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“Cognitive failure” refers to small dropouts in the brain. A “cognitive failure” is a minor interruption of the brain. Many minor everyday clumsiness are included, such as bumping into something or spilling a drink. That sounds at first completely normal, as is playing with a National Casino bonus. But where does this clumsiness come from?

People who knock over a glass, for example, do not lack the ability to perform the action, the professor says. Instead, they simply have their attention elsewhere at those moments. One can’t be fully attentive all the time. Only when such incidents become so frequent that they become an obstacle in everyday life would I speak of scatterbrainedness?


Minor inattentiveness occurs when people are distracted or under time pressure. In these moments, the brain cannot recall stored information at the right moment but only later – sometimes too late. In these moments, the brain switches back and forth between two states of consciousness: the inner life and the outside world. The brain prefers to focus on the inner life – its default mode. In this, we daydream, rummage through memories, indulge in plans for the future.

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In this state, we are relaxed; we need it for ideas, creativity, self-reflection, and spirituality. The brain is reluctant to leave this dreaming mode. But sometimes, it has to – in order to perceive the outside world. This is necessary at work while reading and listening, or even in traffic. If this doesn’t work, we may miss important information.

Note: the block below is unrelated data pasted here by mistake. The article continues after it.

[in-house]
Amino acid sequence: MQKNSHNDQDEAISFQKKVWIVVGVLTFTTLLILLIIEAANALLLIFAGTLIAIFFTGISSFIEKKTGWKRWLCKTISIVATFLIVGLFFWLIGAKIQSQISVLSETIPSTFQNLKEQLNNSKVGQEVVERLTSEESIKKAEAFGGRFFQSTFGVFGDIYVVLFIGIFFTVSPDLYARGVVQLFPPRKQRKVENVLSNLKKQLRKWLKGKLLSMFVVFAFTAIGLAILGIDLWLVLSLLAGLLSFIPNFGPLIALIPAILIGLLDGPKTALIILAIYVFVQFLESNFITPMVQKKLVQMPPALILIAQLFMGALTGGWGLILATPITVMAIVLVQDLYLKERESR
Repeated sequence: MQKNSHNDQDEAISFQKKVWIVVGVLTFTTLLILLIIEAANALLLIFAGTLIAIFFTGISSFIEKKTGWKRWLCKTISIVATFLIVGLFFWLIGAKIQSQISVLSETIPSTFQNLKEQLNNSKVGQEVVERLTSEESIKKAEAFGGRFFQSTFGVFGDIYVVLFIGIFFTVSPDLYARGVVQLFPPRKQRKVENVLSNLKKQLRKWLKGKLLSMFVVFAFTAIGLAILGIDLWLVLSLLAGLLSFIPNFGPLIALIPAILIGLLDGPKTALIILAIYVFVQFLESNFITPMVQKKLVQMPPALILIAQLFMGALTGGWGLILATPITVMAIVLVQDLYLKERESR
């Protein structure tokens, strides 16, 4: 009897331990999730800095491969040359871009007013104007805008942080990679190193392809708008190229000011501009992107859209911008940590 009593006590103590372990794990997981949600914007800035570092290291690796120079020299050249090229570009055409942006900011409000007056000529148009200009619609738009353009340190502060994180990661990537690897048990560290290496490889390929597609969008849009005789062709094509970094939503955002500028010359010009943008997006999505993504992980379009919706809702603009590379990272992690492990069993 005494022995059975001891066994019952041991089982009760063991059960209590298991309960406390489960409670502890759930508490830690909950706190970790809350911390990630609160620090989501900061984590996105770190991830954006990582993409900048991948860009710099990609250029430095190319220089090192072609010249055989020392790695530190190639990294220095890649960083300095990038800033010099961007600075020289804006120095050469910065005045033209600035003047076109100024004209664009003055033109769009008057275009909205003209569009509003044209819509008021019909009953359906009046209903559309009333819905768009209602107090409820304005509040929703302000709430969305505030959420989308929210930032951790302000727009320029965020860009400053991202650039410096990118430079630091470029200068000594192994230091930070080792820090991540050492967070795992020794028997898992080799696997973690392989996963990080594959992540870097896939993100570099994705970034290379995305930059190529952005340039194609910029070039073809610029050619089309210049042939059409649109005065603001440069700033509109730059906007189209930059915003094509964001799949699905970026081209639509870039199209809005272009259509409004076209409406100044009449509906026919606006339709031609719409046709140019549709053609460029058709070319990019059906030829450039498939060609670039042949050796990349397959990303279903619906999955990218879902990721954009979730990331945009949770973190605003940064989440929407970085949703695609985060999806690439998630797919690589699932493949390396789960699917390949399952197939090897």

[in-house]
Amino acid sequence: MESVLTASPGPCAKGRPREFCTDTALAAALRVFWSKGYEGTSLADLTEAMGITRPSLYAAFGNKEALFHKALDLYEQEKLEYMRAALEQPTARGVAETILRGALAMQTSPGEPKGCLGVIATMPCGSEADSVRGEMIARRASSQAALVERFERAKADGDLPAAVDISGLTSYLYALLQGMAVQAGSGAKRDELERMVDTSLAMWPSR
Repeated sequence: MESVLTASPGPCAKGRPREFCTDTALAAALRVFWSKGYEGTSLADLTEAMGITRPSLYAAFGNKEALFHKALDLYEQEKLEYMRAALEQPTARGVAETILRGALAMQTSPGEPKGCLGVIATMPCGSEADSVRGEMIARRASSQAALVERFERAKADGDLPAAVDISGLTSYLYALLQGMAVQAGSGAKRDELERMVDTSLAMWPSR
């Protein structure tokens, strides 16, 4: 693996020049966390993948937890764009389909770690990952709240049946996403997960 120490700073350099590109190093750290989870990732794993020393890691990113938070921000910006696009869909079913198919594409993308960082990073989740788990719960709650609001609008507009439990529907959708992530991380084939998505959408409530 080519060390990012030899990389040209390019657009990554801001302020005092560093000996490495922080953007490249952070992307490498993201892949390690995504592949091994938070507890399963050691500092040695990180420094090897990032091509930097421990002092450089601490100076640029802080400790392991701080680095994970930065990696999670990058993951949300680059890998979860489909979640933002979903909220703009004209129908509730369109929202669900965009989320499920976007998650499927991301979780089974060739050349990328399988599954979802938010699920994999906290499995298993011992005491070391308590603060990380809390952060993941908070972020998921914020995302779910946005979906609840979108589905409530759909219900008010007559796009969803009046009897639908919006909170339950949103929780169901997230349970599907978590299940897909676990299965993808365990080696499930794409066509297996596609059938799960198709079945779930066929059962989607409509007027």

Scatterbrained people,, in particular,, can find it difficult to keep their focus in the external mode for long periods of time, the professor explains. Such people include those who are easily worried and have little confidence in their abilities. They also include people who are easily distracted by new impressions or who get excited easily. To his knowledge, these people generally make mistakes more often. Conscientious people, on the other hand, are rarely scatterbrained; they plan tasks through, are strongly focused and complete them.


Genes also play an important role. About 50 percent of scatterbrainedness is due to hereditary factors. This is because the personality traits that promote scatterbrainedness originate in the brain. That, in turn, is genetic. Through training, people with a genetic predisposition to scatterbrainedness can succeed in making significantly fewer mistakes in everyday life. To do this, these people would first have to analyze which mistakes they frequently make, the researcher explains. For example, people who repeatedly forget appointments could use a cell phone calendar and push reminders to counteract this.

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Those who frequently digress in lectures could prepare them in terms of content. This helps them to keep up with the content. The brain is not made for multitasking. Meditations can help people concentrate longer and switch more consciously between the two states of consciousness. It’s perfectly normal to digress at times, too. But even with the best concentration or good training, “it’s perfectly normal to digress sometimes. To concentrate perfectly for 90 minutes at a stretch, you can only manage on drugs – and even that is difficult. It is also advised to take breaks. Do not stress about this too much. It is totally normal to get up and away from your computer once in a while.

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